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Upgrade to "Parker 2.0" in Las Vegas
Continuing your education and refining your practice: two key elements of a successful chiropractic career. Parker Seminars promises both as it celebrates its 65th anniversary in Las Vegas next February, according to Parker University President, Dr. William Morgan, and seminar consultant Dr. Mark Sanna.
Update from the International AIDS Conference
The 21st International AIDS Conference in Durban, South Africa, brought together more than 15,000 of the world's leading scientists, activists, funders, policy makers, and consumers from 153 countries.
Natural Cancer Prevention: Pomegranate for the Prostate
In recent years, the ingestion of pure pomegranate juice (8 ounces per day) has been shown in clinical studies with human subjects to slow, and to some degree, reverse, the progression of prostate cancer – the second leading cause of cancer death in North American men.
U.S. Olympians Have a DC in Their Corner
It's probably old news to you that doctors of chiropractic play an increasingly prominent role in treating athletes, from youth sports participants to weekend warriors, to elite / professional competitors.
National Board Apologizes for Testing Issues
The National Board of Chiropractic Examiners (NBCE) has issued a formal apology following a series of computer-based testing malfunctions that impacted two separate examinations (March and June 2016) and caused "widespread confusion and frustration" to the nearly 1,500 examinees taking the tests.
ITB Syndrome: Treat the Tensor Fascia Latae
Iliotibial band syndrome is usually the result of repetitive knee flexion, such as in runners or cyclists. Pain may be experienced in the knee and/or the hip. The patient may express a sense of the hip dislocating, popping or snapping.
Pediatric Footwear: Function Over Fashion
As practitioners, it is not uncommon for parents to bring us their children to treat or ask us questions related to the pediatric population. Children's feet tend to be a perplexing region for parents and practitioners alike.
Six Things Every DC Should Know About the Zika Virus
The Zika outbreak continues to spread across the continental United States and U.S. territories. We offer this brief overview on this important public health problem for the practicing doctor of chiropractic.
First Annual ICD-10 Updates Take Effect
Yes, there was an update to ICD-10 codes on Oct. 1. It was a regular update to the diagnosis coding system and will take place every Oct. 1, just as it did when the ICD-9 system was in place.
Getting Paid by Medicare Is Getting a Major Adjustment
The 2015 Medicare Access and CHIP Reauthorization Act (MACRA) was signed into law to implement a new approach to clinician payments and replace the Sustainable Growth Rate formula.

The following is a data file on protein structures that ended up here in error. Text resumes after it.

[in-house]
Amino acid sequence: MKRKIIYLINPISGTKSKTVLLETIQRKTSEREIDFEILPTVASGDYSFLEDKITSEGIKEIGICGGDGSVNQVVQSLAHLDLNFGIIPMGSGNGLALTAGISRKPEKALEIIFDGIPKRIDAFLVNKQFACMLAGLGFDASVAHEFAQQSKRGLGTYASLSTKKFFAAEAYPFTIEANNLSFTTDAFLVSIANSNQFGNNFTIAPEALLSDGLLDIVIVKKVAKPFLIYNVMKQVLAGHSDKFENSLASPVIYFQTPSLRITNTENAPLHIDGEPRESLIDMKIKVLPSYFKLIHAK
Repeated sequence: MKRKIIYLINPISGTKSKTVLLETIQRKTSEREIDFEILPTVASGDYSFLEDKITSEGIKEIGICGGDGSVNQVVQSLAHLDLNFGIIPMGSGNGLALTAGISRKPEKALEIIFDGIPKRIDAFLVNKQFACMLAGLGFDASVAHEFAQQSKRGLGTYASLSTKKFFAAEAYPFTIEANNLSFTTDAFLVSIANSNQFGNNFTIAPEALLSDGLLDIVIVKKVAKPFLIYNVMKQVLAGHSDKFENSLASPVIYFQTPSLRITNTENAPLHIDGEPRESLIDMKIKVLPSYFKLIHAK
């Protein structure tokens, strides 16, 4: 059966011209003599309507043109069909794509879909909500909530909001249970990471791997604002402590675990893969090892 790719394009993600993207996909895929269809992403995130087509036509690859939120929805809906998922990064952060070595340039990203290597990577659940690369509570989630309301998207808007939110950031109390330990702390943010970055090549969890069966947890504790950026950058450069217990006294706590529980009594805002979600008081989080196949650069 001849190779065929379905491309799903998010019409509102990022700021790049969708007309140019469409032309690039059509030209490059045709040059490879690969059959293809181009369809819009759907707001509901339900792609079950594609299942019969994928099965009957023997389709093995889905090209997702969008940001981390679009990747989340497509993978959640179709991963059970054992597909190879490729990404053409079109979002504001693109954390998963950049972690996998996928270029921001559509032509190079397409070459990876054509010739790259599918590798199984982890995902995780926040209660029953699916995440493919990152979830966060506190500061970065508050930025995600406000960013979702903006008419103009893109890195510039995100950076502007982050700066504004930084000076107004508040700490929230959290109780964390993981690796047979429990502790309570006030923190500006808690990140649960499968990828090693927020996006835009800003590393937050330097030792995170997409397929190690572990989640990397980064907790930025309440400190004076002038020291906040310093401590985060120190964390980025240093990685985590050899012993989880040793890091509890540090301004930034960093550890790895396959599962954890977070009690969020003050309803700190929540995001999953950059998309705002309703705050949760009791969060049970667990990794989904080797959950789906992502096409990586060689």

Four Ways to Attract Patients
Acupuncturist A has been in practice for six years and has struggled since day one. She spends as much time and money on marketing as she can, but since her practice is slow, her budget isn't that big.
Pediatric Asthma: A Case Study
I have had very good success with pediatric asthma, combining acupuncture with Chinese herbal products. Treatment is given over four to eight months, twice monthly, with herbal formulas rotated every month.
Going Beyond Just Feeling Good
We all know that most patients come to us for some pain complaint: neck pain, back pain, sciatica, carpal tunnel, etc. We also all know that acupuncture is a great first-line care for these issues, as well as supporting overall health and wellness.
Decoding the Mystery of Medical Insurance Acceptance
In the constantly evolving profession of acupuncture, one of the least understood areas is medical insurance acceptance. The profession is filled with controversy surrounding this topic: Is it ethical?
Using the Lens of Chinese Medicine
One of the most common medications I see in clinical practice on a daily basis is fluoxetine or Prozac. Consequently, I hear many complaints concerning the side effects of this medication and am frequently asked by patients to help manage these side effects with acupuncture and Chinese medicine.
Dysautonomia: The Medical Condition You May Already Be Treating
TCM practitioners have spent thousands of years healing patients without knowing or needing the names of their diseases as defined by allopathic medicine. We have syndrome names that are both poetic and efficient.
Power to the Patient
Against a backdrop of splintered political parties, polarizations within nations, civil unrest, and distrust of established government (such as the growing anti-Washington, D.C. sentiment) comes the not-so-surprising finding that health care authorities and practitioners (with perhaps the exception of insurers) are turning over more and more powers to the individual patient.
Integrative Cancer Care: Chiropractic for Chemotherapy-Induced Hiccups
Hiccups (singultus) are a frequent occurrence during cancer treatment. The cause of the hiccups may be the chemotherapy drug itself, such as Cisplatin; or the prophylactic use of corticosteroids such as Decadron, which is used to prevent nausea and/or vomiting.
Treating Peripheral Neuropathy: Multi-Faceted Approach Including Laser Therapy
Peripheral neuropathy affects at least 20 million people in the United States1 and nearly 60 percent of all people with diabetes suffer from diabetic neuropathy. Many suffer from the disorder without ever identifying the cause.
Workers' Back Pain: Causes, Costs & Solution
You will want to share two important papers published in the past several months. Why? When read separately, each provides valuable information relevant to your patients, community and practice; together, they tell a compelling story.
January, 2014, Vol. 14, Issue 01
Do Your Clients Know How You Can Help Them?
By Ann Brown, LMT